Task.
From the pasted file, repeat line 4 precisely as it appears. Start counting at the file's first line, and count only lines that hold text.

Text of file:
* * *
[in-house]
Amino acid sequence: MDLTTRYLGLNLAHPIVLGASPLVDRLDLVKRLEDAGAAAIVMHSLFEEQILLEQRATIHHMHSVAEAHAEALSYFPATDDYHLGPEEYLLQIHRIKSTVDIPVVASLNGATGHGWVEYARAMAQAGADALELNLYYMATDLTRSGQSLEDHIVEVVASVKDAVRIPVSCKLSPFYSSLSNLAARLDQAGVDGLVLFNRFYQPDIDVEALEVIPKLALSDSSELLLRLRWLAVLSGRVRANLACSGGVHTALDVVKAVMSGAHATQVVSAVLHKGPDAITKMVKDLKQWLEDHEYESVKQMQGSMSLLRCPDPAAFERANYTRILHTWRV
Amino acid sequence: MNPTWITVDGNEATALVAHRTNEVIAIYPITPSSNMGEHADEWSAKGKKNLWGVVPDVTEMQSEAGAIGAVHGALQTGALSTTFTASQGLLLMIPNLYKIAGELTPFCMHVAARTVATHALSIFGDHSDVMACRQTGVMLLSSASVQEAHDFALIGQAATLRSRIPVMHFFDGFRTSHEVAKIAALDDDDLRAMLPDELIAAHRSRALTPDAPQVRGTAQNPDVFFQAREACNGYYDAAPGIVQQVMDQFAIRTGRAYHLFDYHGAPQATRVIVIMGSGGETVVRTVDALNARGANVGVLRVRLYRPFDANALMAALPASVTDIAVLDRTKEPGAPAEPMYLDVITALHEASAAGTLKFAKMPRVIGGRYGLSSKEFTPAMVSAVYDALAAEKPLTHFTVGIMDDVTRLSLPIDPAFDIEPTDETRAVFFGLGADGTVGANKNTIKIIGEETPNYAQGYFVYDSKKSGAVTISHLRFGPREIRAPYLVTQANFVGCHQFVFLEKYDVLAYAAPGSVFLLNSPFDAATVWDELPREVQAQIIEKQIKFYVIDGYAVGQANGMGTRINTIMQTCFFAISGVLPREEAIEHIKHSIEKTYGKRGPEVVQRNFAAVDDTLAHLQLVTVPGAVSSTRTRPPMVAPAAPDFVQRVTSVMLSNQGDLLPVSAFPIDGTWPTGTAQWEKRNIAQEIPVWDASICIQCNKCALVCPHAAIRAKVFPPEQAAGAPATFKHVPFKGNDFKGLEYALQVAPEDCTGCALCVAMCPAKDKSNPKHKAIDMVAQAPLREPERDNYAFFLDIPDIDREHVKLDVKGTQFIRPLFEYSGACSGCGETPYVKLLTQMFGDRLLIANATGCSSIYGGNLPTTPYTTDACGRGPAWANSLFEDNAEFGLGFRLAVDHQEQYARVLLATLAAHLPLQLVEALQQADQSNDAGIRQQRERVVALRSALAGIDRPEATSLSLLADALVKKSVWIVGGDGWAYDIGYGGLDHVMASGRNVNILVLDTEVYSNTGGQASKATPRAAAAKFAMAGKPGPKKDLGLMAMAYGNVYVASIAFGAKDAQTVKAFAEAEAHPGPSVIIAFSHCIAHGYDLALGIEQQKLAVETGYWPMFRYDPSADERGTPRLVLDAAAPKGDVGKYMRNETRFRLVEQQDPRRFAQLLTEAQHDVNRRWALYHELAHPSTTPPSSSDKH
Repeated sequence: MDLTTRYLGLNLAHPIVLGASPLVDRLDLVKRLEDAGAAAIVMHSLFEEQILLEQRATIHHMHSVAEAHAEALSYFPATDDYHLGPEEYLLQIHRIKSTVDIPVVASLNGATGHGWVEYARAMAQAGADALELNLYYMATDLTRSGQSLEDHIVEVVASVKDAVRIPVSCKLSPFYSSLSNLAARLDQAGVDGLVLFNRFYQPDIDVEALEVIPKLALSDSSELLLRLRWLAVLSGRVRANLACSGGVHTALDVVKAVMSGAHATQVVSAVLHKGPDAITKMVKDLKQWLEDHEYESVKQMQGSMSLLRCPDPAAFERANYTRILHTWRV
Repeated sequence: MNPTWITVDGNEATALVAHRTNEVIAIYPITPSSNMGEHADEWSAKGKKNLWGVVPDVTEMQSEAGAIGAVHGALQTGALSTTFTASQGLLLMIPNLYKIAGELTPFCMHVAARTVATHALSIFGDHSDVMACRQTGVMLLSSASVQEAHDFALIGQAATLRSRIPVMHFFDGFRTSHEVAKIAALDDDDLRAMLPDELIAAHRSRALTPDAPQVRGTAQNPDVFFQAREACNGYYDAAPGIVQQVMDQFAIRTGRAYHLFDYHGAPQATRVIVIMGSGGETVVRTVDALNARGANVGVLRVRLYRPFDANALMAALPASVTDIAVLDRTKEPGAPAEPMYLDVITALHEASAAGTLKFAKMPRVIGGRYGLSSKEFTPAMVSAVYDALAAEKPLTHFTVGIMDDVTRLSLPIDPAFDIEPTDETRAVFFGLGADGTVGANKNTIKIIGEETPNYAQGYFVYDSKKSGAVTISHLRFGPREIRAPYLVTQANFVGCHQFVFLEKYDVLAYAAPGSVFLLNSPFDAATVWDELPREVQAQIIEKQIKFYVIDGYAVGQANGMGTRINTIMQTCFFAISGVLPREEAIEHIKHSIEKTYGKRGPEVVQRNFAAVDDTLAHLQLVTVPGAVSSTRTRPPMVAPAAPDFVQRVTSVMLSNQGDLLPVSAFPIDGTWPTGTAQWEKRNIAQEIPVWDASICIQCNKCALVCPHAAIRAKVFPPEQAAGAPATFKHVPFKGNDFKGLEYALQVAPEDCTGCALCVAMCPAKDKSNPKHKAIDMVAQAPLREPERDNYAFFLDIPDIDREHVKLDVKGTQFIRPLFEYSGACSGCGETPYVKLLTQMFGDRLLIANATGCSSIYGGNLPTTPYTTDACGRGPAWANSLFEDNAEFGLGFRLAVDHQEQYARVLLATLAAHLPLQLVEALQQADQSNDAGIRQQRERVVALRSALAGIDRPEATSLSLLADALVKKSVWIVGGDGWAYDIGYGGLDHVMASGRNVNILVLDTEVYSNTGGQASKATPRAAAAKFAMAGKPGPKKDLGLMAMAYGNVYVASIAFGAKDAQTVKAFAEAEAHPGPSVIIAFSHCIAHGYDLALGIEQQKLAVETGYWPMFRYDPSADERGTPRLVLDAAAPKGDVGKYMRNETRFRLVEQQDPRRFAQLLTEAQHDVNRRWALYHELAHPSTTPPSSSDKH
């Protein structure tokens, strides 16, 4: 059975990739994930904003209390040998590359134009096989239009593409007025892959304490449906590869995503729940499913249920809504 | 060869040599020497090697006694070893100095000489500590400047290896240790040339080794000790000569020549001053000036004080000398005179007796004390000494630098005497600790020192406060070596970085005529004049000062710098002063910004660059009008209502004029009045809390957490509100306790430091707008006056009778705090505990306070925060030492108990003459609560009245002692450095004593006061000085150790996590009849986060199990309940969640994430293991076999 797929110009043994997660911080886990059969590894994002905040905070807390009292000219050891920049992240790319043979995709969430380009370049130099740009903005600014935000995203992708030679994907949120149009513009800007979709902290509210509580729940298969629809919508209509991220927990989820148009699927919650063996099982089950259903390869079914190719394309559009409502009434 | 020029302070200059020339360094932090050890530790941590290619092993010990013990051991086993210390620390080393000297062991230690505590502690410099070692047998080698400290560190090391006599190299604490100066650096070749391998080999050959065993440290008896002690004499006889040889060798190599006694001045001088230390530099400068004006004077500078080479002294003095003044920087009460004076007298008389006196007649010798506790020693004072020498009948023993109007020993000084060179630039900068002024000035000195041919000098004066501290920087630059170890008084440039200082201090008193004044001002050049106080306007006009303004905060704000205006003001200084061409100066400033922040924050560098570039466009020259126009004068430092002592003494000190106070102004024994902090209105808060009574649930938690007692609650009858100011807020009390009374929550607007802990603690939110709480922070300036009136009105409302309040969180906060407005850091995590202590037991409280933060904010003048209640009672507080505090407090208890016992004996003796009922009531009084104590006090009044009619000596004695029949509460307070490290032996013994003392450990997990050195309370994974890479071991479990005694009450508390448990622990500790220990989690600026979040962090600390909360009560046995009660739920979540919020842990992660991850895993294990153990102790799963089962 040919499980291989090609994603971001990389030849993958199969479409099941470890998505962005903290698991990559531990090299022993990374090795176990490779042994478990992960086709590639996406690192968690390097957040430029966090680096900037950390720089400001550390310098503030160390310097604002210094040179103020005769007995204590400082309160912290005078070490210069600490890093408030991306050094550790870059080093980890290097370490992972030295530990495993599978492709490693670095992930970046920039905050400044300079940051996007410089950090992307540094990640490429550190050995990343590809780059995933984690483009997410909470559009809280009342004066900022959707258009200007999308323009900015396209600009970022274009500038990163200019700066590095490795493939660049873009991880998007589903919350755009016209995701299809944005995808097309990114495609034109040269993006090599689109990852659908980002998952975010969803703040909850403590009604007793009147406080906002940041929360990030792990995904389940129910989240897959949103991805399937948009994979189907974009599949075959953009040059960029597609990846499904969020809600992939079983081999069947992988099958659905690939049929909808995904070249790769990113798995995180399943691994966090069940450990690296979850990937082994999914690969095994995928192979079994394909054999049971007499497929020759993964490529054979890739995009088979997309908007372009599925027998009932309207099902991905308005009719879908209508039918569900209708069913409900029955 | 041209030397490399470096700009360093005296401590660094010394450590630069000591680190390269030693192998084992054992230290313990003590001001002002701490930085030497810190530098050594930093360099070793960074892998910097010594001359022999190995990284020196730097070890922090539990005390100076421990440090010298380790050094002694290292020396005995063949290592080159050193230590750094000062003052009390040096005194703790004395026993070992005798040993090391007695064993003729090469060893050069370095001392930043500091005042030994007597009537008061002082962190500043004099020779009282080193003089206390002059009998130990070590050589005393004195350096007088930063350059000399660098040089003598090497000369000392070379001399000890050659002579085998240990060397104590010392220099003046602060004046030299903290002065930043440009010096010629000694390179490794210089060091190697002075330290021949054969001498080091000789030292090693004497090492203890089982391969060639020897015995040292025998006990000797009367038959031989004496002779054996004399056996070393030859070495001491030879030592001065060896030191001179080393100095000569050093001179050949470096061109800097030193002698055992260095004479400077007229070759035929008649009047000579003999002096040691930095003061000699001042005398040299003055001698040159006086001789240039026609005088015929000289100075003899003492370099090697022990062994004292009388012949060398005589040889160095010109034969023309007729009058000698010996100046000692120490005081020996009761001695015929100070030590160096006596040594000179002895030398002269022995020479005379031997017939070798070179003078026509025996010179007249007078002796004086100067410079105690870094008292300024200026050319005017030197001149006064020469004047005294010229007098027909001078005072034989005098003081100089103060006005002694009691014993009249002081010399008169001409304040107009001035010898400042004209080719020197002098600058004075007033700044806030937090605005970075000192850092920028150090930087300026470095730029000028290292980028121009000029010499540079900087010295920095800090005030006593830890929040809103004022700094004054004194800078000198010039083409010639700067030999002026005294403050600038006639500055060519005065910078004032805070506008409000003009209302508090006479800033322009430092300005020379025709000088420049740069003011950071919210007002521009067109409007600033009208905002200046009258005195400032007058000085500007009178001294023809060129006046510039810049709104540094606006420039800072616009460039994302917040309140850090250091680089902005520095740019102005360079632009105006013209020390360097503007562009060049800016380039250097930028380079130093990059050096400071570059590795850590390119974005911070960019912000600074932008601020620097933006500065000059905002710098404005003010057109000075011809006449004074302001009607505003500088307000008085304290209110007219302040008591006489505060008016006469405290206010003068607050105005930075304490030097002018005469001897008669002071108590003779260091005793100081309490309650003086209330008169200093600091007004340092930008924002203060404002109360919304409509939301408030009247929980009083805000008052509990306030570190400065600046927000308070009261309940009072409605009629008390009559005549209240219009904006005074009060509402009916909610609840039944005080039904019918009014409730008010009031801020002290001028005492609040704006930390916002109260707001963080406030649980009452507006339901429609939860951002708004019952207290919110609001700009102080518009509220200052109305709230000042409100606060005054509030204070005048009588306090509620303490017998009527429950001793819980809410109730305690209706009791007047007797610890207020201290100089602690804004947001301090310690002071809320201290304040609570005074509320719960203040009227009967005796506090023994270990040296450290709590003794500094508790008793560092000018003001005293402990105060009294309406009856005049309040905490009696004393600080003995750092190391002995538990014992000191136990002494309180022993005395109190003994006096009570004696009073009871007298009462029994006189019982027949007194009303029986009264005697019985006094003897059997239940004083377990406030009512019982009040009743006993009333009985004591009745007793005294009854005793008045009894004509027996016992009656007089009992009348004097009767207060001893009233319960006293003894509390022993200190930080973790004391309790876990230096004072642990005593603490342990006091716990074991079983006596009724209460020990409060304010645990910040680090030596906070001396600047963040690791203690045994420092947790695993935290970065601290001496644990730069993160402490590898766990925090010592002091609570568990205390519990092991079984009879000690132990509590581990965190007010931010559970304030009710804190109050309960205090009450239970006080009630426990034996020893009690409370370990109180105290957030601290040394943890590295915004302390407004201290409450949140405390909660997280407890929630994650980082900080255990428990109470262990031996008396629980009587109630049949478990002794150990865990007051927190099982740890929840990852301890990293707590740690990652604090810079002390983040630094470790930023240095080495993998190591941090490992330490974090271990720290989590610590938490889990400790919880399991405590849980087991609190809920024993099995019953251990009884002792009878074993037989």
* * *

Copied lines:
Repeated sequence: MDLTTRYLGLNLAHPIVLGASPLVDRLDLVKRLEDAGAAAIVMHSLFEEQILLEQRATIHHMHSVAEAHAEALSYFPATDDYHLGPEEYLLQIHRIKSTVDIPVVASLNGATGHGWVEYARAMAQAGADALELNLYYMATDLTRSGQSLEDHIVEVVASVKDAVRIPVSCKLSPFYSSLSNLAARLDQAGVDGLVLFNRFYQPDIDVEALEVIPKLALSDSSELLLRLRWLAVLSGRVRANLACSGGVHTALDVVKAVMSGAHATQVVSAVLHKGPDAITKMVKDLKQWLEDHEYESVKQMQGSMSLLRCPDPAAFERANYTRILHTWRV